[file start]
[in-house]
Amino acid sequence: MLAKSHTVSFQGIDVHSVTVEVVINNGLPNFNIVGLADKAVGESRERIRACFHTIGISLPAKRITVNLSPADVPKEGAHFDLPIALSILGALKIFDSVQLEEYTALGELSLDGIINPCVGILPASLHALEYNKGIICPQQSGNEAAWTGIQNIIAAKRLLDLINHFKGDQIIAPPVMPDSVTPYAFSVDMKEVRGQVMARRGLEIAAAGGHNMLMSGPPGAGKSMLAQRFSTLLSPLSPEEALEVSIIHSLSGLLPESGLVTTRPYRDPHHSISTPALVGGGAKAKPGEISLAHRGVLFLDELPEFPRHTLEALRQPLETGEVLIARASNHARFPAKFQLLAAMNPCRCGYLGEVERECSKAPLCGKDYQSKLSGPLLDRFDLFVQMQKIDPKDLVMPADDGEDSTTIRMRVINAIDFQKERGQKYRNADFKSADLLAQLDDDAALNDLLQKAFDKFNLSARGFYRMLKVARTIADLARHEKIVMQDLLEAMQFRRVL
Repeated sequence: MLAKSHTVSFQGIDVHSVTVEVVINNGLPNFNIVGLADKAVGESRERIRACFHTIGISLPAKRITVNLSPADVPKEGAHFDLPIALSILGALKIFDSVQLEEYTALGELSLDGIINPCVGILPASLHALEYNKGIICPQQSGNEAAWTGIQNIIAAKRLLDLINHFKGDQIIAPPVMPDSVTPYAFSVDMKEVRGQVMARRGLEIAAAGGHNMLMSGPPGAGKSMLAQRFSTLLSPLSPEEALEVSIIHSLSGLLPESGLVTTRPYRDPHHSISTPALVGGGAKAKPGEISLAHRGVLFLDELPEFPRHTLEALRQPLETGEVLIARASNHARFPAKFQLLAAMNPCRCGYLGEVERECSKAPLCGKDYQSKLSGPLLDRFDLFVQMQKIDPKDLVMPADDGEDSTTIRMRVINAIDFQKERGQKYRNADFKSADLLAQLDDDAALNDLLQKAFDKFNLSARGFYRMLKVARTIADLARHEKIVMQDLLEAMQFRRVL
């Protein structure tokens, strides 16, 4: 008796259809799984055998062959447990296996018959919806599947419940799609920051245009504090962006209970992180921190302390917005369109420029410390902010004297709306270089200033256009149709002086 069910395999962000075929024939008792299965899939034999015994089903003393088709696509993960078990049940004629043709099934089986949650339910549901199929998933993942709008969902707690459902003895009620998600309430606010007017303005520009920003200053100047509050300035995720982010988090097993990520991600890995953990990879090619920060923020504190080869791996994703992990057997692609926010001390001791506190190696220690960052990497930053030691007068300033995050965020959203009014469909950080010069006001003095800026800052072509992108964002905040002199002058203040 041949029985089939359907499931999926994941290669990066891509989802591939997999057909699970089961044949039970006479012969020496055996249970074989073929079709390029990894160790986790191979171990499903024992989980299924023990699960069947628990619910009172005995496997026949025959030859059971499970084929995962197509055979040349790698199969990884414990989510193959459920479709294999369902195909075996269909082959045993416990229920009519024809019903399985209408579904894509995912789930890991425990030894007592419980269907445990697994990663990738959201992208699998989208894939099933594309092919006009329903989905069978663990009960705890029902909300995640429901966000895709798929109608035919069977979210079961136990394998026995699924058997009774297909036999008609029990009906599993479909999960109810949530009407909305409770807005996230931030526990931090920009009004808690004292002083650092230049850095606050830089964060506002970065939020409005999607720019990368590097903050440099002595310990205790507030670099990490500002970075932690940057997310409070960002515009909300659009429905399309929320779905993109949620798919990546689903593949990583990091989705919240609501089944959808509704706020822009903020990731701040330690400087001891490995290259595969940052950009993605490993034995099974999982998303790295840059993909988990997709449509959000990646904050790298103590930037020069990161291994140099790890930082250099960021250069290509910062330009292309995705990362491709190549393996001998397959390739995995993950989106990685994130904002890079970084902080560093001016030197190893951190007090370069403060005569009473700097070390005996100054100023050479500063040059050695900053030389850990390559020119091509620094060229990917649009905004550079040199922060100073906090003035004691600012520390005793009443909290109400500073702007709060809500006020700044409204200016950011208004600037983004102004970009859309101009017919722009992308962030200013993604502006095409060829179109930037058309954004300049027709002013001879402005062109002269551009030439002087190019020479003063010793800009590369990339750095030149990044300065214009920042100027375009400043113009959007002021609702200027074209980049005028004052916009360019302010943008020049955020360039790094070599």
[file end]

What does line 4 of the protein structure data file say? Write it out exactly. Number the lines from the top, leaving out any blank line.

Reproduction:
């Protein structure tokens, strides 16, 4: 008796259809799984055998062959447990296996018959919806599947419940799609920051245009504090962006209970992180921190302390917005369109420029410390902010004297709306270089200033256009149709002086 069910395999962000075929024939008792299965899939034999015994089903003393088709696509993960078990049940004629043709099934089986949650339910549901199929998933993942709008969902707690459902003895009620998600309430606010007017303005520009920003200053100047509050300035995720982010988090097993990520991600890995953990990879090619920060923020504190080869791996994703992990057997692609926010001390001791506190190696220690960052990497930053030691007068300033995050965020959203009014469909950080010069006001003095800026800052072509992108964002905040002199002058203040 041949029985089939359907499931999926994941290669990066891509989802591939997999057909699970089961044949039970006479012969020496055996249970074989073929079709390029990894160790986790191979171990499903024992989980299924023990699960069947628990619910009172005995496997026949025959030859059971499970084929995962197509055979040349790698199969990884414990989510193959459920479709294999369902195909075996269909082959045993416990229920009519024809019903399985209408579904894509995912789930890991425990030894007592419980269907445990697994990663990738959201992208699998989208894939099933594309092919006009329903989905069978663990009960705890029902909300995640429901966000895709798929109608035919069977979210079961136990394998026995699924058997009774297909036999008609029990009906599993479909999960109810949530009407909305409770807005996230931030526990931090920009009004808690004292002083650092230049850095606050830089964060506002970065939020409005999607720019990368590097903050440099002595310990205790507030670099990490500002970075932690940057997310409070960002515009909300659009429905399309929320779905993109949620798919990546689903593949990583990091989705919240609501089944959808509704706020822009903020990731701040330690400087001891490995290259595969940052950009993605490993034995099974999982998303790295840059993909988990997709449509959000990646904050790298103590930037020069990161291994140099790890930082250099960021250069290509910062330009292309995705990362491709190549393996001998397959390739995995993950989106990685994130904002890079970084902080560093001016030197190893951190007090370069403060005569009473700097070390005996100054100023050479500063040059050695900053030389850990390559020119091509620094060229990917649009905004550079040199922060100073906090003035004691600012520390005793009443909290109400500073702007709060809500006020700044409204200016950011208004600037983004102004970009859309101009017919722009992308962030200013993604502006095409060829179109930037058309954004300049027709002013001879402005062109002269551009030439002087190019020479003063010793800009590369990339750095030149990044300065214009920042100027375009400043113009959007002021609702200027074209980049005028004052916009360019302010943008020049955020360039790094070599």